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Milton Wolff Papers

Call Number



1938-2004, inclusive


Abraham Lincoln Brigade Archives
Wolff, Milton.


0.5 Linear Feet in 1 manuscript box.

Language of Materials

Materials are in English


Milton Wolff (1915-2008) was a writer, painter, photographer and activist who fought with the Abraham Lincoln Brigade, becoming commander of the Lincoln Battalion at the age of 22 and, subsequently, serving as National Commander of the Veterans of the Abraham Lincoln Brigade. He worked closely with many leftist groups, supported numerous left causes and wrote articles for periodicals such as the Daily Worker and the New Masses. He also published an autobiographical novel and a volume of memoirs. This collection features eight letters from Ernest Hemingway. It also includes a small amount of additional correspondence along with several notebooks and two unpublished manuscripts.

Historical/Biographical Note

Milton (Milt) Wolff (1915-2008) was born in Brooklyn, NY to a working -class family. He left school at fifteen and worked in the New Deal 's Civilian Conservation Corps, 1933-1934. He later found work in a Manhattan garment factory and became politically active through membership in the Young Communist League. When the Civil War broke out in Spain he responded to a YCL appeal for volunteers and sailed for Europe, aged 21, in March 1937. He initially served as a medic and then saw action in a machine-gun unit of the Washington Battalion in the Battle of Brunete in July 1937. The depleted U.S. forces were merged with the Lincoln battalion and Wolf rose quickly through the ranks. He led his unit at Belchite and in the unsuccessful assault at Fuentes del Ebro, and was promoted to captain during the battle of Teruel in January 1938. As the Loyalist forces retreated across the Ebro, and regrouped for a final offensive, Wolff, aged 22, became commander of the Lincoln Battalion.

Wolff met Ernest Hemingway while on leave after Brunete, and forged with him an intense, lasting, and sometimes contentious friendship. Hemingway once described Wolff as being "as brave and as good a soldier as any that commanded battalions at Gettysburg." On his return from Spain Wolff immediately became active in organizing support for Loyalist refugees and opposition to the Franco regime. He served as National Commander of the Veterans of the Abraham Lincoln Brigade (1939-41 and 1942-54), and worked closely over many years with the Joint Anti-Fascist Refugee Committee, the Action Committee to Free Spain Now, the U.S. Committee for a Democratic Spain, the Civil Rights Congress, and the Smith Trials Bail Fund. He campaigned for the integration of the Brooklyn Dodgers, organized aid to Cuba, demonstrated against the Vietnam War, and joined with other Lincoln veterans to send ambulances to Nicaragua.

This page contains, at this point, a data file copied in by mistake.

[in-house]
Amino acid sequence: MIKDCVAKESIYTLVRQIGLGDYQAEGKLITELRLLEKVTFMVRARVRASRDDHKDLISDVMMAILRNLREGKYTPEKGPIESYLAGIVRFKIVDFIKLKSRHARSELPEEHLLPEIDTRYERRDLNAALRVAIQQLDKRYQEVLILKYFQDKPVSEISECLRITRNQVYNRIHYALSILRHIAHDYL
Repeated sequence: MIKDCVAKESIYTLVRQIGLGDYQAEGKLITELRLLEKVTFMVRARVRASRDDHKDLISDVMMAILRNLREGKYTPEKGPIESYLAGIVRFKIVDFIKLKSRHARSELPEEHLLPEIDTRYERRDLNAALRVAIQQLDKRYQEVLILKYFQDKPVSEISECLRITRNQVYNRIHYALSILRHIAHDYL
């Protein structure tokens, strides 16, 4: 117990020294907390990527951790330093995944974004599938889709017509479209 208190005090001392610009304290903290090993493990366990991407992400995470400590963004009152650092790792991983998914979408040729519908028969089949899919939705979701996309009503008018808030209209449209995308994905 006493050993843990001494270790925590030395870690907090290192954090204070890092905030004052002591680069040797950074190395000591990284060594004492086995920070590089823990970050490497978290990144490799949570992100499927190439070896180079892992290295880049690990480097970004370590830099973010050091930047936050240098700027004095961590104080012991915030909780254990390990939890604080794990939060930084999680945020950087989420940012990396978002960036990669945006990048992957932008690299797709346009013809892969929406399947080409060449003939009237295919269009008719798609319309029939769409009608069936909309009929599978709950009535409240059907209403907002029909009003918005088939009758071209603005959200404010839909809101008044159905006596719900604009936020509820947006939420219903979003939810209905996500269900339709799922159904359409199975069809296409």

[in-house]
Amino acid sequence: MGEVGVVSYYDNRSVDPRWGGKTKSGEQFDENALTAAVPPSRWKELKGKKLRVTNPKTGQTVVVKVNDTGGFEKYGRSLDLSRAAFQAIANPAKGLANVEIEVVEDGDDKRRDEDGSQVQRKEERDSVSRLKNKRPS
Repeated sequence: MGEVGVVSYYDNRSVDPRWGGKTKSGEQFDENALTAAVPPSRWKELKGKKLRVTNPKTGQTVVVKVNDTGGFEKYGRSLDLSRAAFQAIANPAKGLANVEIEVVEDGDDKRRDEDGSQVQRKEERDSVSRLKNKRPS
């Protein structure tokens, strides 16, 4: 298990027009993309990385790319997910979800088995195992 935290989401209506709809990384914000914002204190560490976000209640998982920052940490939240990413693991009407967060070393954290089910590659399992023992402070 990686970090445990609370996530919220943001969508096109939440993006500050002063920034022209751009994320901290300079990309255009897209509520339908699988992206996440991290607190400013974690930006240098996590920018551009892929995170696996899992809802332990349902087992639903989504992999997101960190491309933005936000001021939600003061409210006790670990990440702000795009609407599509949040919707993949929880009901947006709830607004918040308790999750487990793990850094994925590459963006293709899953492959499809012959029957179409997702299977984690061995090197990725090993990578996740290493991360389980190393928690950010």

During World War II he worked with the British Special Services before the U.S. entry into the War. He volunteered as a private in the U.S. Army infantry in June 1942 and saw action in Burma, served under General "Wild Bill" Donovan in the OSS building an intelligence network with Communist partisans in Italy, was a liaison to the Spanish Maquis in southern France, and served in India. He received a field commission as a lieutenant in Burma.

After the War he found a variety of jobs, and developed his talents as a writer, painter, and photographer. Among his published works are many articles in the Daily Worker, the New Masses, and other left periodicals, and an autobiographical novel, Another Hill (1994), and a volume of memoirs, Member of the Working Class (2005).


This collection has not been fully arranged by an archivist.

Scope and Content Note

This small collection includes eight letters from Ernest Hemingway, 1941-1961 (7 are copies, 1 is a signed original, dated August 25, 1941), and single letters by Bernard Goldring (1964), Bart van der Schelling (1959), and William Donovan (1945). Also included is a copy of the "Orders of the Day" listing officers of the 15th International Brigade, April 9, 1938. Two notebooks dating from the 1980s and 90s contain Wolff's notes on reading, sketches, and some political comments. Two unpublished manuscripts by Wolff, "The Premature Anti-Fascist" and "Member of the Working Class", are also included.

Access Restrictions

Materials are open to researchers. Please contact the Tamiment Library & Robert F. Wagner Labor Archives for more information and to schedule an appointment, or 212-998-2630.

Use Restrictions

Copyright (or related rights to publicity and privacy) for materials in this collection was not transferred to New York University. Permission to use materials must be secured from the copyright holder. For more information, please contact the Tamiment Library & Robert F. Wagner Labor Archives, or 212-998-2630.

Preferred Citation

Published citations should take the following form:

Identification of item, date; Collection name; Collection number; box number; folder number; Tamiment Library/Robert F. Wagner Labor Archives, New York University.

Custodial History

The collection came to New York University in 2001 as part of the original acquisition of Abraham Lincoln Brigade Archives collections, formerly housed at Brandeis University. The two unpublished manuscripts by Wolff were donated by Henry Foner on November 8, 2005.

About this Guide

This finding aid was produced using ArchivesSpace on 2023-08-20 16:36:47 -0400.
Using Describing Archives: A Content Standard
Language: Description is written in: English, Latin script.


Tamiment Library and Robert F. Wagner Labor Archives


Box: 1 (Material Type: Mixed Materials)
Tamiment Library and Robert F. Wagner Labor Archives
Elmer Holmes Bobst Library
70 Washington Square South
2nd Floor
New York, NY 10012